If a liberal is someone who often fails to take his own side in an argument, New York Times columnist Paul Krugman is the rare liberal who finds it impossible to take seriously anyone's argument but his own.
Ideologically speaking, Krugman's world is divided into three categories of people: diabolical conservatives who wouldn't hesitate to destroy the country or wreck the world economy in order to enrich a handful of billionaires; feckless centrists who idiotically place the long-term fiscal health of the country ahead of its far more urgent needs in the present; and sober Keynesian liberals like himself, who understand that what the U.S. and the world need above all else is deficit spending to stimulate growth, create jobs, raise wages, combat rising inequality, and avoid the deflationary trap that has ensnared the Japanese economy for the past two decades and threatens to sink the European Union at this very moment.
In the months and years following the financial meltdown of 2008, this cluster of convictions made Krugman one of the most relentless and convincing advocates for a larger stimulus than the one Barack Obama got through Congress in the opening days of his presidency — and an equally savage critic of those centrists and conservatives, at home and abroad, who have advocated austerity budgets rather than deficit spending.
There's just one problem.
For years Krugman justified massive spending with no concern for its long-term fiscal impact as an emergency measure demanded by high unemployment, anemic growth, and other after-effects of a “once-in-three-generations financial crisis.” We needed to do whatever it took to get the economy moving again, he argued; the fiscal mess could be cleaned up later, once we regained our economic footing. Until then, it would be “craven and irresponsible,” a sign of “intellectual laziness and a lack of moral courage,” to place concern for long-term problems like the budget deficit and national debt ahead of spending our way out of an economic sinkhole that was hurting tens of millions of Americans.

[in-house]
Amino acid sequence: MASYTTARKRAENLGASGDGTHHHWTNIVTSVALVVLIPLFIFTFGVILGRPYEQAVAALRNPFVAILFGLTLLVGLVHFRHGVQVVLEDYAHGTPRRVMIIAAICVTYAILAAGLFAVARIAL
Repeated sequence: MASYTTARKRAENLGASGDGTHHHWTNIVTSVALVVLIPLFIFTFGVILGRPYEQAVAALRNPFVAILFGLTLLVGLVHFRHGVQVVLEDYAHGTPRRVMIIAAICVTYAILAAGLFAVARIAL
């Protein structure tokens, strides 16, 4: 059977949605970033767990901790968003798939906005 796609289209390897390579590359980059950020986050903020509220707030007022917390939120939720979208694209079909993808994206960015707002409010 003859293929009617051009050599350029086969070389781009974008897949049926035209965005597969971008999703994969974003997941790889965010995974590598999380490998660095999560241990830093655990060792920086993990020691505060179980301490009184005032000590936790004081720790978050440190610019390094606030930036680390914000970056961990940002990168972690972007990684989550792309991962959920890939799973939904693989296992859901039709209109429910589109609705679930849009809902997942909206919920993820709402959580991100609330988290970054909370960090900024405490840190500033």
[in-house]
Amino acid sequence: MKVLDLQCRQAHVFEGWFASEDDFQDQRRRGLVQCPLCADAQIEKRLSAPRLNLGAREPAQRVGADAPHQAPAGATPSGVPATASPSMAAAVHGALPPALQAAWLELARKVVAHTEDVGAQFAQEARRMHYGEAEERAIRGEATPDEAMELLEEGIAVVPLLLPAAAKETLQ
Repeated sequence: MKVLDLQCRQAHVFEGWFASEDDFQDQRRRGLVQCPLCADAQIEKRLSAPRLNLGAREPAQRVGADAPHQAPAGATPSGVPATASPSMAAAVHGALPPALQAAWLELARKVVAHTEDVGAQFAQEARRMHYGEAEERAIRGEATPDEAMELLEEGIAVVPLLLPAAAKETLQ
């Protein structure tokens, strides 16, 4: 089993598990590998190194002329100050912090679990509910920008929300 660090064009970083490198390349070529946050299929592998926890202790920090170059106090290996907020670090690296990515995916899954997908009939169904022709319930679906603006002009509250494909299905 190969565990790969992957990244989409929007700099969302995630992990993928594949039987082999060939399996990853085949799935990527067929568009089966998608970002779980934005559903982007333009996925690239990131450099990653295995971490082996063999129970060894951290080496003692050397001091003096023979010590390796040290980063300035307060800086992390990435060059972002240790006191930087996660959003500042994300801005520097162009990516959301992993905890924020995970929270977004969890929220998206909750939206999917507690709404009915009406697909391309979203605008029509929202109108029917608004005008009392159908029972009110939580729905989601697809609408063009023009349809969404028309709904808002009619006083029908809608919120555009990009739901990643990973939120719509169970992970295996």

But what about now?
The unemployment rate is firmly below 6 percent. Growth is humming along at a decent clip. Based on the logic of Krugman's arguments — which have always conceded that the deficit and debt, and our ability to fund entitlements, are genuine problems, just ones that couldn't be addressed during the current crisis — one might conclude that now is the time to back off on the deficit spending, to try to bring the budget into balance, in part to assure that we'll be well placed to spend liberally when the next recession hits.
But to judge from Krugman's most recent column, nothing has changed, even with the economy taking off and debt hovering at levels not seen since the end of World War II. Conservatives are still sops for the ultrarich, and centrists are still foolishly focused on long-term fiscal concerns instead of the far more pressing problems of the present, which naturally demand yet more deficit spending.